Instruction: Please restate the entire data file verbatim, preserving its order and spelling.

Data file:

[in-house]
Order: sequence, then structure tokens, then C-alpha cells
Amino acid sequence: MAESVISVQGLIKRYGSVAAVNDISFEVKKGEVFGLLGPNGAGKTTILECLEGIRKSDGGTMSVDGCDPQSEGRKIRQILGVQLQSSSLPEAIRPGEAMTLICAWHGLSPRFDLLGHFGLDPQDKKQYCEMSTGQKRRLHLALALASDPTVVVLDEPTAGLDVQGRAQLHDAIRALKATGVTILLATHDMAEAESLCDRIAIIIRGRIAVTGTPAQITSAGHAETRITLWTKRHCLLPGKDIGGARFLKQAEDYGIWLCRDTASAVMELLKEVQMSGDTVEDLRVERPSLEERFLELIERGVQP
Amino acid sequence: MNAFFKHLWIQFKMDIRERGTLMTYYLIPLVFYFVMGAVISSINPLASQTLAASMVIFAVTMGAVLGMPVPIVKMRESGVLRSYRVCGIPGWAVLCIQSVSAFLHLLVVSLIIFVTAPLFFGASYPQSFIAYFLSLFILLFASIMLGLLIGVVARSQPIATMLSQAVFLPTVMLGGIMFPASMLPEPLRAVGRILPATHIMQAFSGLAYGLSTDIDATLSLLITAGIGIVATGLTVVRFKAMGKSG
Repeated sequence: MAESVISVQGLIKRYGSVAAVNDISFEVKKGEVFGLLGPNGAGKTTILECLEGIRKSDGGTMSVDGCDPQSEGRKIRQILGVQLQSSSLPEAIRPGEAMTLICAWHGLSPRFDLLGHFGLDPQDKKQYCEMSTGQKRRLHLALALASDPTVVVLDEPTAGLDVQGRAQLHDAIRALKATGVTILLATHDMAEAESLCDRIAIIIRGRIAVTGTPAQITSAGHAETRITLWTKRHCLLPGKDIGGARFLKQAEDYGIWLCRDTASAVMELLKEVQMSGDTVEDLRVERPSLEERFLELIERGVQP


[in-house]
Order: sequence, then structure tokens, then C-alpha cells
Amino acid sequence: MAESVISVQGLIKRYGSVAAVNDISFEVKKGEVFGLLGPNGAGKTTILECLEGIRKSDGGTMSVDGCDPQSEGRKIRQILGVQLQSSSLPEAIRPGEAMTLICAWHGLSPRFDLLGHFGLDPQDKKQYCEMSTGQKRRLHLALALASDPTVVVLDEPTAGLDVQGRAQLHDAIRALKATGVTILLATHDMAEAESLCDRIAIIIRGRIAVTGTPAQITSAGHAETRITLWTKRHCLLPGKDIGGARFLKQAEDYGIWLCRDTASAVMELLKEVQMSGDTVEDLRVERPSLEERFLELIERGVQP
Amino acid sequence: MNAFFKHLWIQFKMDIRERGTLMTYYLIPLVFYFVMGAVISSINPLASQTLAASMVIFAVTMGAVLGMPVPIVKMRESGVLRSYRVCGIPGWAVLCIQSVSAFLHLLVVSLIIFVTAPLFFGASYPQSFIAYFLSLFILLFASIMLGLLIGVVARSQPIATMLSQAVFLPTVMLGGIMFPASMLPEPLRAVGRILPATHIMQAFSGLAYGLSTDIDATLSLLITAGIGIVATGLTVVRFKAMGKSG
Repeated sequence: MAESVISVQGLIKRYGSVAAVNDISFEVKKGEVFGLLGPNGAGKTTILECLEGIRKSDGGTMSVDGCDPQSEGRKIRQILGVQLQSSSLPEAIRPGEAMTLICAWHGLSPRFDLLGHFGLDPQDKKQYCEMSTGQKRRLHLALALASDPTVVVLDEPTAGLDVQGRAQLHDAIRALKATGVTILLATHDMAEAESLCDRIAIIIRGRIAVTGTPAQITSAGHAETRITLWTKRHCLLPGKDIGGARFLKQAEDYGIWLCRDTASAVMELLKEVQMSGDTVEDLRVERPSLEERFLELIERGVQP